Conference targets sportsmen seeking spiritual guidance

Published 6:00 pm Tuesday, February 14, 2017

Jesus told some of his disciples he would make them fishers of men if they followed him and helped spread the gospel message.

More than 2,000 years later, fishermen, hunters and other outdoors enthusiasts are coming together Saturday to contemplate merging about 15 ministries throughout northeastern North Carolina that target them. Connell “Pop” Purvis, a member of Washington’s First Baptist Church and one of the event organizers, said the loose alliance of the 15 ministries has no formal name, no formal leadership structure. It does have a goal. That goal: spreading the gospel message as these people enjoy the outdoors.

Attendance at the Camo Conference being held at Brent’s Barn, 1834 Holly Springs Church Road, Williamston, is by invitation only and not open to the public. The conference is a precursor to a larger, similar event planned for next year at the Senator Bob Martin Eastern Agricultural Center just outside Williamston. Groups from Belhaven, Elizabeth City, Rocky Mount and throughout the northeast corner of the state are expected to be represented at the conference.

The conference’s feature speaker is the Rev. Dr. Bill Brown, an online professor at Liberty University and who is associated with God’s Great Outdoors.

“It’s a God story. There’s revival. You can call it a phenomenon. You can call it a movement of God. You can call it God pulling the kingdom church together in the last days. I think all of these apply,” Purvis said. “I have heard more testimonies in the past seven years than I have in the previous 50 years.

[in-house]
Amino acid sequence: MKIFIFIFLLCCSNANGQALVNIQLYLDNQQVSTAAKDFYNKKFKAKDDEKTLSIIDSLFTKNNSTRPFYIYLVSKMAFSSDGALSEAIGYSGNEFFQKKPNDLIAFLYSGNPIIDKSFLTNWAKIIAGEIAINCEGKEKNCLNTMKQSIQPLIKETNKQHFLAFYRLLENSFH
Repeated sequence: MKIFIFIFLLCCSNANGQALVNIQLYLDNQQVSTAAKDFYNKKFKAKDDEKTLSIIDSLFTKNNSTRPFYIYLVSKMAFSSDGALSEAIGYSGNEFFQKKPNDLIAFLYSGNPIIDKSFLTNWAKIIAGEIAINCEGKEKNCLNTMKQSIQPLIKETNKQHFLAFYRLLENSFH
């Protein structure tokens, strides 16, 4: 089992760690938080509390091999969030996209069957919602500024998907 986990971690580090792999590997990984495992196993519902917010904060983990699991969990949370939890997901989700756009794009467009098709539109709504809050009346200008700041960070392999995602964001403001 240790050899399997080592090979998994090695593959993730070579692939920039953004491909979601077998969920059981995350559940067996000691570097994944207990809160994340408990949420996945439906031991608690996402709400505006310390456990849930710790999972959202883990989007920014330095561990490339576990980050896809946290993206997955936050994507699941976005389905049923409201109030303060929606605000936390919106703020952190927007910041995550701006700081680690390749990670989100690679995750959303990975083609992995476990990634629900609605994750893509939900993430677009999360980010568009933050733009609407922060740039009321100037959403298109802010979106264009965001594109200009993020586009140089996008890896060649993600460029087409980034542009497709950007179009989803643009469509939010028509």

The meeting Saturday has connections to several mission programs aimed at golfers, hunters, fishermen and others who spend significant time outdoors. One of those connections is Brothers in the Field, a hunting and fishing Bible ministry that started about seven years ago after Kevin Mitchell, his brother Keith Mitchell and a friend were on a duck hunt in Virginia. Kevin Mitchell approached Purvis, his spiritual mentor. Purvis’ advice on hunting: God wants people to enjoy the creation he provided and wants to be a part of that enjoyment.

The group started with seven men from various denominations and who shared a love for hunting and fishing. Brothers in the Field members soon discovered other men in other areas shared their commonality, according to Purvis. Those groups began talking about forming an association, creating the impetus for Saturday’s meeting, Purvis said.

“Most of these men meet in barns. It’s outside the church,” Purvis said, adding that most of the 15 groups meet monthly for Bible study. Those groups break into smaller groups that meet weekly, he noted. “It’s gone from the hundreds (of members) to the thousands.”

Kevin Mitchell, asked what he wants the conference to accomplish, said, “We want to see it bring men together and help them build a closer relationship with God in their daily walks.”

Mitchell believes Brothers in the Field can play a key role in uniting the 15 groups. “I think Brothers in the Field will continue to be involved in any way it can. We’re here to help men become disciples and go down this journey with them.”

Purvis said he’s encouraged to see these men meeting regularly to study the Bible.